Evolution 2.0 Prize Announcement at the Royal Society, London UK 31 May 2019
Paul Flather, Oxford University: Welcome everybody and good morning. This is a very special occasion. I have the simple job, which is simply to welcome you and to introduce our main speakers, who will have the much more complicated task of explaining why we think this is a special moment.
We do think it’s a special moment because there is at the moment a fierce debate about evolutionary theory, and we think that we are in the middle of a fairly significant and radical change, so that the theories that were so brilliantly evoked by Charles Darwin and then his various successors, loosely termed neo-Darwinians, is now under challenge again.
I hope that our guests this morning will be able to explain a little bit about how this works and how exciting this is for our future thinking about how our bodies work; and maybe how thinking and machines and future inventions may be constructed. As I say, this is in a sense complicated, but complicated in an interesting way.
We can only marvel, as we understand more and more about ourselves, how amazingly our bodies have this power to engineer change in a way that’s way beyond our current capacities for understanding.
Even though people tend to marvel so much about artificial intelligence, we’re pretty convinced that cells are far and away ahead of the game.
The really exciting thing is to see how we can further our knowledge of the way cells can change, and their direction. It’s not a simple linear direction. It’s much more randomized, but nevertheless it’s randomized with a purpose. So I do think this is an exciting moment, and thank you all for joining us this morning.
My job now is to introduce our first speaker, Professor Denis Noble, who’s a scientist extraordinaire. We regard him very much as our dear friendly polymath. He’s a physiologist, he’s a biologist, he’s a philosopher, and he’s a linguist.
He’s also an activist. I personally got to know him best when he started a campaign to save investment and research in science - the famous Save British Science campaign in the 1980’s.
He first came to prominence with his work inventing a model of the human heart, which eventually led to the introduction and development of pacemakers, which we’re all familiar with.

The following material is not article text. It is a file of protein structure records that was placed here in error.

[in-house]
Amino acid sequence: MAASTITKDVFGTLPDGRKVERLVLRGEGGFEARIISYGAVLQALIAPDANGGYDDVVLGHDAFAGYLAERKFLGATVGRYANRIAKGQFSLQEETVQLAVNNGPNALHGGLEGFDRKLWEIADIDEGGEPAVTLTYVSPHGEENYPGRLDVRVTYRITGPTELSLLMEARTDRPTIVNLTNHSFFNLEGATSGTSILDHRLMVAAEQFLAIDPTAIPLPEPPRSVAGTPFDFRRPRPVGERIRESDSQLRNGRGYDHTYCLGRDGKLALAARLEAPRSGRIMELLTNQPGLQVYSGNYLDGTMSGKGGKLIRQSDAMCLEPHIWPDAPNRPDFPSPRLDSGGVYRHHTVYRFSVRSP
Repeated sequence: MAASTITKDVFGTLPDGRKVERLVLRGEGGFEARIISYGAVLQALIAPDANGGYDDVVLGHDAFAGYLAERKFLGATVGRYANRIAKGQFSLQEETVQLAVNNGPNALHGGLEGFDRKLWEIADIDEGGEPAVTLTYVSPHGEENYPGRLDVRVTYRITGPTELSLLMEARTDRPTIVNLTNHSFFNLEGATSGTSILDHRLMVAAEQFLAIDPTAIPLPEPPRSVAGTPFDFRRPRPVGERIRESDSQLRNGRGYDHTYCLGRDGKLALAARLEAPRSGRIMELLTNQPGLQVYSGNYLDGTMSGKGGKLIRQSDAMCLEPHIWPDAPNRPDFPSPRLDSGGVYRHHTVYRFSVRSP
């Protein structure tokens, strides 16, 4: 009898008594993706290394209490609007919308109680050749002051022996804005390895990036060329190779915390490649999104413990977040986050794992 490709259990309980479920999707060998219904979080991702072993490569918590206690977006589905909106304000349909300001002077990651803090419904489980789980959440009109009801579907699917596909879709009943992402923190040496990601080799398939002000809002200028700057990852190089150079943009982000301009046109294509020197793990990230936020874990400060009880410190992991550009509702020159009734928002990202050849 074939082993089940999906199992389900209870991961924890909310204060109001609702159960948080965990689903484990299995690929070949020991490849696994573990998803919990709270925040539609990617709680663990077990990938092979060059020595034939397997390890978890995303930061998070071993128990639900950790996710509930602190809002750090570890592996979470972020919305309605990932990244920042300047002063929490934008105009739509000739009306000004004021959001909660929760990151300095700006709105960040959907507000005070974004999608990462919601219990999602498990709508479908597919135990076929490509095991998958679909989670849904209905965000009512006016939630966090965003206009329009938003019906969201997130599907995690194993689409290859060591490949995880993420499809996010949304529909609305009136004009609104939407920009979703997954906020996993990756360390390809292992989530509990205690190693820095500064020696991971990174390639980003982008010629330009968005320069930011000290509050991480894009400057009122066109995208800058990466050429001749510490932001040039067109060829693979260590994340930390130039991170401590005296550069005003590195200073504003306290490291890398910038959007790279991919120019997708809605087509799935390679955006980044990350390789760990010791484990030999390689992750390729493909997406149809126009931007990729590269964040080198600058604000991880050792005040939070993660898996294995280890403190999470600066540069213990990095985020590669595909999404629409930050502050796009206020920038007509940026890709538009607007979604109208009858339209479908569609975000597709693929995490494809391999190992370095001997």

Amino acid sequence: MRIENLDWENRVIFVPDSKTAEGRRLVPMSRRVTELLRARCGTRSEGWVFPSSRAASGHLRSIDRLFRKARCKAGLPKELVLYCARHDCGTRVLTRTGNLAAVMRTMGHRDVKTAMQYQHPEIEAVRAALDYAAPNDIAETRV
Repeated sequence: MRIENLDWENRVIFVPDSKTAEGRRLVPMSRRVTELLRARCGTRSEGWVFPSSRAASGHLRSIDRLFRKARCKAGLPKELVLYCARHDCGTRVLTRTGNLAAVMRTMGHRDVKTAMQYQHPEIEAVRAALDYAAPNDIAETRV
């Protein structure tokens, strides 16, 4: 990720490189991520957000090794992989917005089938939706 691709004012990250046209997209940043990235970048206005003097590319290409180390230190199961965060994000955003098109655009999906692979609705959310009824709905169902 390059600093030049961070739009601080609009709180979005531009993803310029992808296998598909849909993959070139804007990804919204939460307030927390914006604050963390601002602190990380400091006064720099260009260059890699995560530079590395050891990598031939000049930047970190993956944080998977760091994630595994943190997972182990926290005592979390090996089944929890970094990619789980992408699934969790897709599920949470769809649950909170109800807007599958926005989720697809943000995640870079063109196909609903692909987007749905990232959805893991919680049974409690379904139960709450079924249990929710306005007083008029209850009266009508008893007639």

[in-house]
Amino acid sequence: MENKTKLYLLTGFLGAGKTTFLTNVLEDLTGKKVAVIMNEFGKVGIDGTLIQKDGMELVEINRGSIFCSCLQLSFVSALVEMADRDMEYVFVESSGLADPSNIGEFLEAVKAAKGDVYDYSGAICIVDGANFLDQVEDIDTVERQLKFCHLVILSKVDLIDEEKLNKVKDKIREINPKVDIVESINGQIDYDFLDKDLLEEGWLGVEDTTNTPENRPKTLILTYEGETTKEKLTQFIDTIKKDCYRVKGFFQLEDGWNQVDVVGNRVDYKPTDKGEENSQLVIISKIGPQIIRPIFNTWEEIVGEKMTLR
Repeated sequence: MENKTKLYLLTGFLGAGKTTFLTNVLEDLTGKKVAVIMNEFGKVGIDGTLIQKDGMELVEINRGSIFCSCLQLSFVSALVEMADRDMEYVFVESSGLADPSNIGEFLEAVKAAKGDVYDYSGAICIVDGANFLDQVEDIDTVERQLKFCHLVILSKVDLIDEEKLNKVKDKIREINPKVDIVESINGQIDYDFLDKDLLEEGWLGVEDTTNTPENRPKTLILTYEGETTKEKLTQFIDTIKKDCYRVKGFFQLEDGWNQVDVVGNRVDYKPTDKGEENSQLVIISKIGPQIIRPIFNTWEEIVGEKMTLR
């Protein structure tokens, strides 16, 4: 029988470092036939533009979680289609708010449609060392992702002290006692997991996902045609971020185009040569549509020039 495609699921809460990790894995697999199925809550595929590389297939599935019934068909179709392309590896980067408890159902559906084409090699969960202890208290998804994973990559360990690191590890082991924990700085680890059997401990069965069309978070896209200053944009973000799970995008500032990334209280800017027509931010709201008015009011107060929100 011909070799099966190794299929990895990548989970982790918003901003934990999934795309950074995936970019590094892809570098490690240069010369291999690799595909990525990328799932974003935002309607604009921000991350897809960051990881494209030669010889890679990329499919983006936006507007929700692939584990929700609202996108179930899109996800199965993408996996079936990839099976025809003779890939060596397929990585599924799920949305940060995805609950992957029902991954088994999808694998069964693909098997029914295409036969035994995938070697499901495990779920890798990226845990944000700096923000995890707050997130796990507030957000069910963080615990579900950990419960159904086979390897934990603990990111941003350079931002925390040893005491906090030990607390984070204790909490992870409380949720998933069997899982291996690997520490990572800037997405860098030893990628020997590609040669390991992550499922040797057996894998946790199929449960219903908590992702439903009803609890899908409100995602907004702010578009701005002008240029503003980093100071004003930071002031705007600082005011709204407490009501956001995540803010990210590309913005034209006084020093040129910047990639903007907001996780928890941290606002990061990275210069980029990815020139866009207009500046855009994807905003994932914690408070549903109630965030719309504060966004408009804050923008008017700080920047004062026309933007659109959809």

He’s very much involved in these current debates around the idea of systems biology, and he’s expressed his ideas in two wonderful books, very easily readable, very accessible – The Music of Life and more recently Dance to the Tune of Life.
Denis, would you like to explain a little bit more about the current debates and what’s happening now, and the background to this prize which we’re going to be announcing shortly?
Denis Noble, Oxford University: Yes, thank you, Paul, for that. I’ll be fairly brief. It seems to me that, yes, there is a lot of discussion now about the fundamentals of biology. I was involved just three years ago in helping to organize one of the rare joint meetings between the Royal Society and the British Academy, which occurred in 2016 and has been published in the Royal Society’s journal, Interface Focus.
The articles in that issue, which are under the heading of “New trends in evolutionary biology: biological, philosophical and social science perspectives,” indicate what is going on. It was an absolutely fascinating meeting.
Incidentally, the huge hall here was completely full. In fact, there was a huge waiting list for people to come to the meeting.
One of the people who was present was Perry Marshall, and I’ll come onto Perry in just a moment, and the prize.
The next significant development for me was meeting up with a remarkable bacteriologist at the University of Chicago, James Shapiro, who wrote this book, Evolution: A View from the 21st Century. James Shapiro worked for a period in the last century with Barbara McClintock.
Some of you will know that her major discovery was what we sometimes call “jumping genes,” the ability she found in chromosomes in corn for chunks of the genome to move from one part of the genome to another. She wouldn’t have called it the genome in those days. It wasn’t even known that it was DNA. It was the basis of the genetic material.
She received a Nobel Prize for her discovery of what we would now call mobile genetic elements in 1983, at the age of about 81.
Jim’s book explains how that led in turn to him questioning some of the fundamentals of the way in which DNA is interpreted. Nobody, incidentally and certainly not in this room, is challenging the importance of DNA, the importance of there being a database there that enables cells to pass on from one generation to another the valuable information that is in DNA.